In letter to the president, ex-PM questions how military officials can hold press briefing targeting a political leader.
Former Prime Minister Imran Khan has asked President Arif Alvi to initiate an inquiry into a news conference held by Pakistan’s powerful intelligence agency, which he has accused of orchestrating the attack on him.
In a letter to the president, Khan referred to the event held last month by Lieutenant General Nadeem Anjum, chief of Inter-Services Intelligence (ISI).
“How can two military bureaucrats of the highly political press conference targeting the leader of the largest federal political party,” wrote Khan, the head of the Pakistan Tehreek-e-Insaf (PTI) party.
At the unprecedented news conference on October 27, Anjum was accompanied by Lieutenant General Babar Iftikhar, the chief of the military’s media wing, Inter-Services Public Relations (ISPR).
Khan is recovering at home in Lahore after he was discharged from hospital on Sunday. Last week, he was wounded in the leg in an apparent assassination attempt during a protest rally in Wazirabad in the eastern province of Punjab.
“I am requesting you to act now to stop the abuse of power and violations of our laws and constitutions,” he wrote, also asking that the president define ISPR’s role.
Khan has provided no evidence to back his accusations.
There has been no response so far to the letter from either the president, who is the supreme commander of the armed forces, or the military.
The two military officials talked to the media about the killing of Pakistani journalist Arshad Sharif in Kenya and responded to allegations made by Khan against the military establishment.
The PTI chief has claimed that senior intelligence officer Major General Faisal Naseer, Prime Minister Shehbaz Sharif and Interior Minister Rana Sanaullah were involved in what he called the plot to kill him, and demanded they be sacked.
He repeated the allegations in his letter to the president.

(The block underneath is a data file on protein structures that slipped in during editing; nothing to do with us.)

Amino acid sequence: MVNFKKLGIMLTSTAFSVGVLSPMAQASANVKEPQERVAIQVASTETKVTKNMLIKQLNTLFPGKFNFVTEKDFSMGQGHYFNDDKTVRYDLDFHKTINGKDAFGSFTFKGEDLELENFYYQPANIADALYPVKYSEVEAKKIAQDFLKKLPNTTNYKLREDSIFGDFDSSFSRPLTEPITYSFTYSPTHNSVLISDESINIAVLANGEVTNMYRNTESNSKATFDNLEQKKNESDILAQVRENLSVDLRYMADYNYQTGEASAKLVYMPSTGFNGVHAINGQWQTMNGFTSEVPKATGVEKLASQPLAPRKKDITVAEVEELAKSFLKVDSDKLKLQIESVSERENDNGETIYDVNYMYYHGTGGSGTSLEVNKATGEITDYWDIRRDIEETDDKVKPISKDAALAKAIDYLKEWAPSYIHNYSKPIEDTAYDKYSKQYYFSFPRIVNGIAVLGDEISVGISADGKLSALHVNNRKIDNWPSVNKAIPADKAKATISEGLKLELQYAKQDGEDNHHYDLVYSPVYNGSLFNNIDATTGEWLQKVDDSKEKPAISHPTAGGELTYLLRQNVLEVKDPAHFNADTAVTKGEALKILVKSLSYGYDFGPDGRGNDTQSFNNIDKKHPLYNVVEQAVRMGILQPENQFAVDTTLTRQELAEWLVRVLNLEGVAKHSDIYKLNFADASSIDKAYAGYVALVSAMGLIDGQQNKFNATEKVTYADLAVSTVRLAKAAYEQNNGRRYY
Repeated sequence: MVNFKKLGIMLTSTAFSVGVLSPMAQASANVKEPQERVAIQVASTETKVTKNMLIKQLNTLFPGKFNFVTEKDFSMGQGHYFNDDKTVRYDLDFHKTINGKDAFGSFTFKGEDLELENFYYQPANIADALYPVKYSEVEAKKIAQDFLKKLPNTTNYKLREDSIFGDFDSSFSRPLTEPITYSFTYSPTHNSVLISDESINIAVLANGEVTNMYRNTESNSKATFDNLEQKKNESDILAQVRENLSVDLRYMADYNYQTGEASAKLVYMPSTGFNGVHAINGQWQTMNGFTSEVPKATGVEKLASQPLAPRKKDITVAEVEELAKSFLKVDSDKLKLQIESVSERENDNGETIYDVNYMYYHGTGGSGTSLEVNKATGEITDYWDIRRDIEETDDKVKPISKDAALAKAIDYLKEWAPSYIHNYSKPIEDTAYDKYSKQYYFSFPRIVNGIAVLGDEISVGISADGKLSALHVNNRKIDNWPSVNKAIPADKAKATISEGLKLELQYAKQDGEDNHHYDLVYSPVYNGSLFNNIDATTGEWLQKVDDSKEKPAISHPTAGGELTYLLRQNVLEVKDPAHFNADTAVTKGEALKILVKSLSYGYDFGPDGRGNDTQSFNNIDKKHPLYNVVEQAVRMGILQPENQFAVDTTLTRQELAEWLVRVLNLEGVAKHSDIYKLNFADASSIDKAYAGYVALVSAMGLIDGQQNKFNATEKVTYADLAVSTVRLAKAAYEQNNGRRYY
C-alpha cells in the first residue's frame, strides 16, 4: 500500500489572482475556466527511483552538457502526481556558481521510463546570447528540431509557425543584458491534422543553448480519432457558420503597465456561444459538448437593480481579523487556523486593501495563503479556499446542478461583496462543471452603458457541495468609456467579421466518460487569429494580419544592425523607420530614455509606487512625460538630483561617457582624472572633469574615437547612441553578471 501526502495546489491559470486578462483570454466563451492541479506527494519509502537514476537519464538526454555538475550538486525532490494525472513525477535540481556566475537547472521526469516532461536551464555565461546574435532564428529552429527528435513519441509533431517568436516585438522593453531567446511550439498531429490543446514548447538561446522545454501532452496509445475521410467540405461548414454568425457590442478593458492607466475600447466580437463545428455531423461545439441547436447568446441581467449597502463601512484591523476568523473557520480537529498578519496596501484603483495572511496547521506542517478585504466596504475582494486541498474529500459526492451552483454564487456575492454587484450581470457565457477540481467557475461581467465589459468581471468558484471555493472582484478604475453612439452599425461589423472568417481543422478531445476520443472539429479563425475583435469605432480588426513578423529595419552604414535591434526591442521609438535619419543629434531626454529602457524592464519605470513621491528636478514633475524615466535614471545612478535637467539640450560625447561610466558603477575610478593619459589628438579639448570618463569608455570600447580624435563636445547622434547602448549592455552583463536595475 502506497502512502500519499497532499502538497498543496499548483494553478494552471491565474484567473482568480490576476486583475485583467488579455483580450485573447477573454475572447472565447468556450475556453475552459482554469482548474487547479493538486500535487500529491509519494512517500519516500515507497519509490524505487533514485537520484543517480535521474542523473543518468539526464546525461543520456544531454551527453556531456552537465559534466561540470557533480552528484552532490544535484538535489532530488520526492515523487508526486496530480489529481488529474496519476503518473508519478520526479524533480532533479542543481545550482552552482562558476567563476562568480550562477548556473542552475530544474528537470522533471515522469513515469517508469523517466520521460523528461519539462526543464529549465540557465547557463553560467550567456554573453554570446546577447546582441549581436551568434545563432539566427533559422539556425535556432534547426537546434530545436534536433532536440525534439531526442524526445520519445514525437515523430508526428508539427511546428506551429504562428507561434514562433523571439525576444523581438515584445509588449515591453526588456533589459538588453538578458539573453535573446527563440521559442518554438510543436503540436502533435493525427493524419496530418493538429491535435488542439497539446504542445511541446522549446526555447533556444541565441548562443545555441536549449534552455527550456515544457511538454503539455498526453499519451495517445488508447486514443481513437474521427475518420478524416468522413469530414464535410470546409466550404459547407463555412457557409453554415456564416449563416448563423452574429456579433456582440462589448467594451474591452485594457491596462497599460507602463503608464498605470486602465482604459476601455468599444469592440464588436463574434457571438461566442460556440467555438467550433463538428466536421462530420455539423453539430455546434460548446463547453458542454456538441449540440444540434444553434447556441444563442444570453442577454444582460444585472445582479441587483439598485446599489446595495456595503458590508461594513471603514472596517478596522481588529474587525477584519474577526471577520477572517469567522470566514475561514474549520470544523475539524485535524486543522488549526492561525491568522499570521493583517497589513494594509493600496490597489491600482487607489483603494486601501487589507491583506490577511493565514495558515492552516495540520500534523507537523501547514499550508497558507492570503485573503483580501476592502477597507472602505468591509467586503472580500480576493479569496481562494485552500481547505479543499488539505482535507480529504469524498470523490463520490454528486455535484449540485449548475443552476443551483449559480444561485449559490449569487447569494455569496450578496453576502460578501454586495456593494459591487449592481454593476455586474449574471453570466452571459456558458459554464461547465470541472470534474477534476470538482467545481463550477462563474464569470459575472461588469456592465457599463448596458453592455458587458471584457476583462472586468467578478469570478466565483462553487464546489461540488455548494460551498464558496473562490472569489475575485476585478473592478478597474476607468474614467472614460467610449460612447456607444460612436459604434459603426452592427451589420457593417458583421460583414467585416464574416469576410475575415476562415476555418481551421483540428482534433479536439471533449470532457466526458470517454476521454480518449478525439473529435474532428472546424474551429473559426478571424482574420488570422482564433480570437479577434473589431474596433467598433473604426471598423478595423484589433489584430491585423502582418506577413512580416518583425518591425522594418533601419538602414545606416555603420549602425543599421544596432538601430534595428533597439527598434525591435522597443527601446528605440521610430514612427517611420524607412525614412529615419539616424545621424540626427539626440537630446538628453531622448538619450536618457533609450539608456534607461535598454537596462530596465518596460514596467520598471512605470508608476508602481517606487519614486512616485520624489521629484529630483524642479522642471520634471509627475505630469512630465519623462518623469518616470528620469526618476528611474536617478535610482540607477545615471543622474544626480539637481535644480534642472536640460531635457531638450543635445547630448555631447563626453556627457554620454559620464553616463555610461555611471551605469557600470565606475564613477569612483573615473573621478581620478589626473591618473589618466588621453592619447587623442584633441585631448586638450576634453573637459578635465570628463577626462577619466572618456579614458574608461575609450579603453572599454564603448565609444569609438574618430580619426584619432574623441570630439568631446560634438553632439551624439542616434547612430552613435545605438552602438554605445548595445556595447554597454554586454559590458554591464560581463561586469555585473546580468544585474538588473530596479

Khan has previously accused military officials of torturing and harassing PTI officials, including a senator and his chief.
On Friday, the military dismissed his allegations as “baseless and irresponsible”, adding that accusations against senior army officers are “unacceptable and uncalled for”.
Sharif called on the country’s top court to form a commission to investigate the attack.
“I don’t have the right to remain in office if there is any shred of evidence found regarding my involvement in this case,” the premier said on Saturday.
Khan, 70, was removed through a parliamentary vote of no confidence in April.
He alleged that a US-led foreign conspiracy colluded with Pakistan’s military establishment and his political rivals to remove him. Again, he did not provide any evidence. US and Pakistani authorities have denied these charges.
He has been conducting rallies across the country since his removal. PTI secured electoral victories in by-elections held in July and October.
The cricketer-turned-politician launched a long march on October 28 to Islamabad with the goal of holding early general elections. The term of Pakistan’s current National Assembly ends in October 2023.
In a video broadcast from the hospital on social media on Sunday, Khan announced his party will summarize the long march on Tuesday from Wazirabad. He said he would join the march in Rawalpindi in the coming days.
Senior PTI leader Musarrat Jamshed Cheema told Al Jazeera that the march will be led by the party’s top leadership and will follow the original route, while Khan will make daily speeches.
“The plan is to have Imran Khan speak to the public every day at 4:30pm and we will try to wrap up the rally every day before [the] sun sets,” she said.
Cheema said the party plans to conclude the rally in Islamabad in “10 to 12 days”.
“But it all depends on his wellbeing and his recovery. Of course, we want him to be there as soon as it is possible,” she said.